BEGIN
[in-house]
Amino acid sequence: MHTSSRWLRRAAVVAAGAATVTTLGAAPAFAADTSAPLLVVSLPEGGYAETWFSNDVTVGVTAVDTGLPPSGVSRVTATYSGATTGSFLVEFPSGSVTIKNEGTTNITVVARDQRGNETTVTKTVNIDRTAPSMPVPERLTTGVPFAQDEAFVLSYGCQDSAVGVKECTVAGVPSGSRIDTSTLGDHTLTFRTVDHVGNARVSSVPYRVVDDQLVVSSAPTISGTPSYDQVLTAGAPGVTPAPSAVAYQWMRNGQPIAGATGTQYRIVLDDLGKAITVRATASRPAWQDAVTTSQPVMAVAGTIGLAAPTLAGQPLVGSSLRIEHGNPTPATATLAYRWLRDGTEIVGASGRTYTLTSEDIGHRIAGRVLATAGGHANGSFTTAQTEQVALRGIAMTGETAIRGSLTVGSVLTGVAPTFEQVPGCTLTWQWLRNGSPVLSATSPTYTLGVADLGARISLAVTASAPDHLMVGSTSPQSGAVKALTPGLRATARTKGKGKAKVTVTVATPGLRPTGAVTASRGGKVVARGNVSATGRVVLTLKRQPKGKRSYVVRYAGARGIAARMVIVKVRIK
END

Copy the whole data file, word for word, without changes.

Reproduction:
[in-house]
Amino acid sequence: MHTSSRWLRRAAVVAAGAATVTTLGAAPAFAADTSAPLLVVSLPEGGYAETWFSNDVTVGVTAVDTGLPPSGVSRVTATYSGATTGSFLVEFPSGSVTIKNEGTTNITVVARDQRGNETTVTKTVNIDRTAPSMPVPERLTTGVPFAQDEAFVLSYGCQDSAVGVKECTVAGVPSGSRIDTSTLGDHTLTFRTVDHVGNARVSSVPYRVVDDQLVVSSAPTISGTPSYDQVLTAGAPGVTPAPSAVAYQWMRNGQPIAGATGTQYRIVLDDLGKAITVRATASRPAWQDAVTTSQPVMAVAGTIGLAAPTLAGQPLVGSSLRIEHGNPTPATATLAYRWLRDGTEIVGASGRTYTLTSEDIGHRIAGRVLATAGGHANGSFTTAQTEQVALRGIAMTGETAIRGSLTVGSVLTGVAPTFEQVPGCTLTWQWLRNGSPVLSATSPTYTLGVADLGARISLAVTASAPDHLMVGSTSPQSGAVKALTPGLRATARTKGKGKAKVTVTVATPGLRPTGAVTASRGGKVVARGNVSATGRVVLTLKRQPKGKRSYVVRYAGARGIAARMVIVKVRIK